There comes a point during dinner at Oriel, the modish French bistro from restaurateur Dustin Lancaster, where you give up trying to orient yourself. You’re situated on the eastern edge of Chinatown, inside a squat corner space that once housed an acupuncture clinic. The Gold Line silently glides by overhead. Set against the lonely streetscape, the building’s exterior, lined with bands of humming red neon, looks equal parts Blade Runner and Hopper’s Nighthawks. For all of Chinatown’s recent development, this stretch of Alameda still rolls up its sidewalks at sundown. It might be the last place in L.A. you’d expect to find a nice cheese plate and glass of Picpoul.
Like many of Lancaster’s establishments—Bar Covell, Augustine, the Hermosillo—the ostensible draw of Oriel is the bar, where you’ll find Kronenbourg 1664 on draft and a dozen superb wines by the glass. But despite operating in a kitchen smaller than some walk-in closets, chef Evan Algorri, an alumnus of David Bouley’s erstwhile French restaurant in New York, pulls off a short menu of Gallic greatest hits, from frisée aux lardons to a croque madame paved with bechamel.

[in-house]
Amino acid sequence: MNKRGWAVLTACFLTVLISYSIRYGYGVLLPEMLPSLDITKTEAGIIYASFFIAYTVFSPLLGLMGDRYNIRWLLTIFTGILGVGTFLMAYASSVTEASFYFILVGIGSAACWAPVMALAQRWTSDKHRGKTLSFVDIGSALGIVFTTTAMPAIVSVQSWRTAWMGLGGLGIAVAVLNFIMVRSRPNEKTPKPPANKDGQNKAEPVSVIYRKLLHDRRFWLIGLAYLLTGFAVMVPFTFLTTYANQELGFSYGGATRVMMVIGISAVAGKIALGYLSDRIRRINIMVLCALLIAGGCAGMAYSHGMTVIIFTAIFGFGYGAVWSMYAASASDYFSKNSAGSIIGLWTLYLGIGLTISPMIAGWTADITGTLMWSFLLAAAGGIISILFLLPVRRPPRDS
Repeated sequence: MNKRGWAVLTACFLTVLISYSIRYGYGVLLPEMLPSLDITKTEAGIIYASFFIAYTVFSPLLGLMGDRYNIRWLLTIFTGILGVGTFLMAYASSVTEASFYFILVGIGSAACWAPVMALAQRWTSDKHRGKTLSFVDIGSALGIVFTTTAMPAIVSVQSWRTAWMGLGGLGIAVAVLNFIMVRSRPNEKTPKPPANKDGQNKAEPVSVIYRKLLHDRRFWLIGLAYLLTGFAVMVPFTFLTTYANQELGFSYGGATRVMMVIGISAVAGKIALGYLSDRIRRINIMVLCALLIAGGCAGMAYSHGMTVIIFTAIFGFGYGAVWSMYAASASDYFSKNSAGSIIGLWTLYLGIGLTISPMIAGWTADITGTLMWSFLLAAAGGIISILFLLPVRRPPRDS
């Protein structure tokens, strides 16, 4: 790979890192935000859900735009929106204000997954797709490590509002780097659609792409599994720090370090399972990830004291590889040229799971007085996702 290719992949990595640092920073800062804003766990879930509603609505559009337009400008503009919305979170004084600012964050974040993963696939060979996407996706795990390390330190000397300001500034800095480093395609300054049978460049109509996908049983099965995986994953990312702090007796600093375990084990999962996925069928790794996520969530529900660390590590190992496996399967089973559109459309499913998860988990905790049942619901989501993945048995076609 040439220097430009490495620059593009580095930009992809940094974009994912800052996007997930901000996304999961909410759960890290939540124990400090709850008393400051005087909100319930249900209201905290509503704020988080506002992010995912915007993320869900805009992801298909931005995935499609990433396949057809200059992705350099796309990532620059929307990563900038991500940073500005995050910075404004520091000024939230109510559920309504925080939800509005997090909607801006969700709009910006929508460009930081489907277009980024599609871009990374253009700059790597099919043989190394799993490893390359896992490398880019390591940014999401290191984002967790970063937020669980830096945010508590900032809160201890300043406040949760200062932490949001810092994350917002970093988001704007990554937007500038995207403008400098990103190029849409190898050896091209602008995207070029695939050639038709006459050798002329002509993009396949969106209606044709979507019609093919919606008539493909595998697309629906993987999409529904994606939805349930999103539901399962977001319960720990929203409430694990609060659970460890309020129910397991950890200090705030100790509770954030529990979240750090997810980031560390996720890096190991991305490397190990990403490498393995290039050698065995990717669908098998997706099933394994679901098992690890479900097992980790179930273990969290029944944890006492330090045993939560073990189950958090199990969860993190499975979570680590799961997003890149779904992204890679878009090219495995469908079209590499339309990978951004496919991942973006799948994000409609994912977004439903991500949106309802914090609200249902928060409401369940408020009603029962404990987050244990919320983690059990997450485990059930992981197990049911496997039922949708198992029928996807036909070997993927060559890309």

His steak bavette is paired with potato purée instead of frites (no space for a fryer), while pungent garlic aioli lends maximum effect to a nest of haricots verts. Bronzed gnocchi Parisienne, crisped then bathed in brown butter and shaved Parmesan, are almost too decadent, but richness seems to be a theme here (don’t expect anything daintier than a salad showered with Gouda). At a time when even the starchiest French spots are channeling a breezy California vibe, Oriel is unique in its unrepentant Frenchiness.
Still, the best dishes—cubed steak tartare with Bub and Grandma’s bread, bubbling onion soup, chicken liver mousse laced with cognac—aren’t the kind to be pondered too much. It’s homey cooking meant to fortify against a cool winter night. And there’s probably no better nook for a first date than one on the low-lit patio, splitting a crème brûlée while Depeche Mode drones from the speakers. Who knew French in Chinatown could feel like such a natural pairing? (1135 N. Alameda St., Chinatown)
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